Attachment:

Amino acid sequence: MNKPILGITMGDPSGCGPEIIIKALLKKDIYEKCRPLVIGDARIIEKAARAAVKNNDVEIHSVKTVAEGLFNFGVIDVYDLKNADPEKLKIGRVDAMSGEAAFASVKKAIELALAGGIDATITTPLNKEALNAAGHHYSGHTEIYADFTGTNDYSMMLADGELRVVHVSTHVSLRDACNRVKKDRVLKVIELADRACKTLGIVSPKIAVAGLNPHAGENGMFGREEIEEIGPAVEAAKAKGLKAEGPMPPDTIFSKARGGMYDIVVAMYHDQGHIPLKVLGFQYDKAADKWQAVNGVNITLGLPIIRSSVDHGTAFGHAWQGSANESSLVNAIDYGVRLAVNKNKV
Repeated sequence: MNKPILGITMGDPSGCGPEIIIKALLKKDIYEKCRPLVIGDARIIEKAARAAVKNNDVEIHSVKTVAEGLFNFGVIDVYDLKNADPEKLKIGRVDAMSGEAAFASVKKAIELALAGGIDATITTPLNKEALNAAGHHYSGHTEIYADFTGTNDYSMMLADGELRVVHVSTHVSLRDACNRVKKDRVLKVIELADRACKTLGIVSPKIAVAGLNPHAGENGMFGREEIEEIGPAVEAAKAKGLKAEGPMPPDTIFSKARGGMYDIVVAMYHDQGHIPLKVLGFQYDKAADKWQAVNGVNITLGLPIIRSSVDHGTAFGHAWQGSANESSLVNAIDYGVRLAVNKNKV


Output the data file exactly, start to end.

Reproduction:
Amino acid sequence: MNKPILGITMGDPSGCGPEIIIKALLKKDIYEKCRPLVIGDARIIEKAARAAVKNNDVEIHSVKTVAEGLFNFGVIDVYDLKNADPEKLKIGRVDAMSGEAAFASVKKAIELALAGGIDATITTPLNKEALNAAGHHYSGHTEIYADFTGTNDYSMMLADGELRVVHVSTHVSLRDACNRVKKDRVLKVIELADRACKTLGIVSPKIAVAGLNPHAGENGMFGREEIEEIGPAVEAAKAKGLKAEGPMPPDTIFSKARGGMYDIVVAMYHDQGHIPLKVLGFQYDKAADKWQAVNGVNITLGLPIIRSSVDHGTAFGHAWQGSANESSLVNAIDYGVRLAVNKNKV
Repeated sequence: MNKPILGITMGDPSGCGPEIIIKALLKKDIYEKCRPLVIGDARIIEKAARAAVKNNDVEIHSVKTVAEGLFNFGVIDVYDLKNADPEKLKIGRVDAMSGEAAFASVKKAIELALAGGIDATITTPLNKEALNAAGHHYSGHTEIYADFTGTNDYSMMLADGELRVVHVSTHVSLRDACNRVKKDRVLKVIELADRACKTLGIVSPKIAVAGLNPHAGENGMFGREEIEEIGPAVEAAKAKGLKAEGPMPPDTIFSKARGGMYDIVVAMYHDQGHIPLKVLGFQYDKAADKWQAVNGVNITLGLPIIRSSVDHGTAFGHAWQGSANESSLVNAIDYGVRLAVNKNKV